AJAX stands for Asynchronous Javascript & XML. It’s a technique that’s independent of your web framework, but Rails specifically has good support for it as you’ll learn in this article.

Direct AJAX Request

AJAX has two parts, the request, which you make from the browser using Javascript, and the response, which you handle from your Ruby app.You can make an AJAX request with plain Javascript.

But because that requires a lot of boilerplate code we usually do this through a Javascript library like jQuery.

$.get( “/vegetables”, function(data) {

  alert(“Vegetables are good for you!”);


Updating a Partial with AJAX:

To update only part of your page with the data you get from AJAX, there are mostly two options. 

  • write a Javascript + ERB view, which updates the element
  • Can return a JSON response from your controller with the new HTML as a string, then use Javascript to update the element
  • The generating the HTML elements with Javascript using that data.
  • Ajax enables you to retrieve data for a web page without having to refresh the contents of the entire page. In the basic web architecture, the user clicks a link or submits a form. The form is submitted to the server, which then sends back a response. The response is then displayed for the user on a new page.
  • When you interact with an Ajax-powered web page, it loads an Ajax engine in the background. The engine is written in JavaScript and its responsibility is to both communicate with the web server and display the results to the user. When you submit data using an Ajax-powered form, the server returns an HTML fragment that contains the server’s response and displays only the data that is new or changed as opposed to refreshing the entire page.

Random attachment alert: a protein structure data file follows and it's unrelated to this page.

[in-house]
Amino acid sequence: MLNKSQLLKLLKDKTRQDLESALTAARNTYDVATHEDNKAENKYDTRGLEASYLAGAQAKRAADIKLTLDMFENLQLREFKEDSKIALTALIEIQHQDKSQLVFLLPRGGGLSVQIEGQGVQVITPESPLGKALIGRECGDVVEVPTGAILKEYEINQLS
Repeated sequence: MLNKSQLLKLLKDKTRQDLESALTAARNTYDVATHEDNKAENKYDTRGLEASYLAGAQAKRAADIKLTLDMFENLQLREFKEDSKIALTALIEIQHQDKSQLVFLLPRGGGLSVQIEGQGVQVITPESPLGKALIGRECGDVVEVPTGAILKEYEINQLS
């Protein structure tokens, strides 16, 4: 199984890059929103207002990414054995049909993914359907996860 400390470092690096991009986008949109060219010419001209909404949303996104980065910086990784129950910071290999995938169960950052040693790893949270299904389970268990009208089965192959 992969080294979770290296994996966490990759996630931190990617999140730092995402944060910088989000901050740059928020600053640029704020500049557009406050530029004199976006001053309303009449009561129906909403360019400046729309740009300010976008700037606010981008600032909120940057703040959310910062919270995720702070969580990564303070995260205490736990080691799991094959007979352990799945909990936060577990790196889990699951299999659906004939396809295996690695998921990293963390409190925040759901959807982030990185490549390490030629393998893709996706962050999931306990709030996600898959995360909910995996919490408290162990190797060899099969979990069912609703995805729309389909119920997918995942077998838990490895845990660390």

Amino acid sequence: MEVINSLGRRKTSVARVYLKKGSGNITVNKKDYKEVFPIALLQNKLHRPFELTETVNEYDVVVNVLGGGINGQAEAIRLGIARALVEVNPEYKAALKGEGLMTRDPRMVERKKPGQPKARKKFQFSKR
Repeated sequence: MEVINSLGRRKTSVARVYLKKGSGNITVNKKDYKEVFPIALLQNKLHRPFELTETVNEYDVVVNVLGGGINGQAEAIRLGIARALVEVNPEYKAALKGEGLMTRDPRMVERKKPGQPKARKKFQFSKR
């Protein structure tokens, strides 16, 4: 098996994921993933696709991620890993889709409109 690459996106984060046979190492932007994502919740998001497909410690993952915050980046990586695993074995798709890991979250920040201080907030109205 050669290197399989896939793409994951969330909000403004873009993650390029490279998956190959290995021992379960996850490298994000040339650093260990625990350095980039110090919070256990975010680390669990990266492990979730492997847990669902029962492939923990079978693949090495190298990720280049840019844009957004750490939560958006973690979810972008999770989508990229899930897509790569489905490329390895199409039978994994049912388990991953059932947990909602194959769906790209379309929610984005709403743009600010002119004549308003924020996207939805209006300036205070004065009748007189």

Rails has a simple, consistent model for how it implements Ajax operations. Once the browser has rendered and displayed the initial web page, different user actions cause it to display a new web page (like any traditional web application) or trigger an Ajax operation −

  • Some trigger fires − This trigger could be the user clicking on a button or link, the user making changes to the data on a form or in a field, or just a periodic trigger (based on a timer).
  • The web client calls the server − A JavaScript method, XMLHttpRequest, sends data associated with the trigger to an action handler on the server. The data might be the ID of a checkbox, the text in an entry field, or a whole form.
  • The server does processing − The server-side action handler ( Rails controller action )– does something with the data and returns an HTML fragment to the web client.
  • The client receives the response − The client-side JavaScript, which Rails creates automatically, receives the HTML fragment and uses it to update a specified part of the current page’s HTML, often the content of a <div> tag.

These steps are the simplest way to use Ajax in a Rails application, but with a little extra work, you can have the server return any kind of data in response to an Ajax request, and you can create custom JavaScript in the browser to perform more involved interactions.

Rails includes its own AJAX function:


  url: “/books”,

  type: “get”,

  data: “”,

  success: function(data) {},

  error: function(data) {}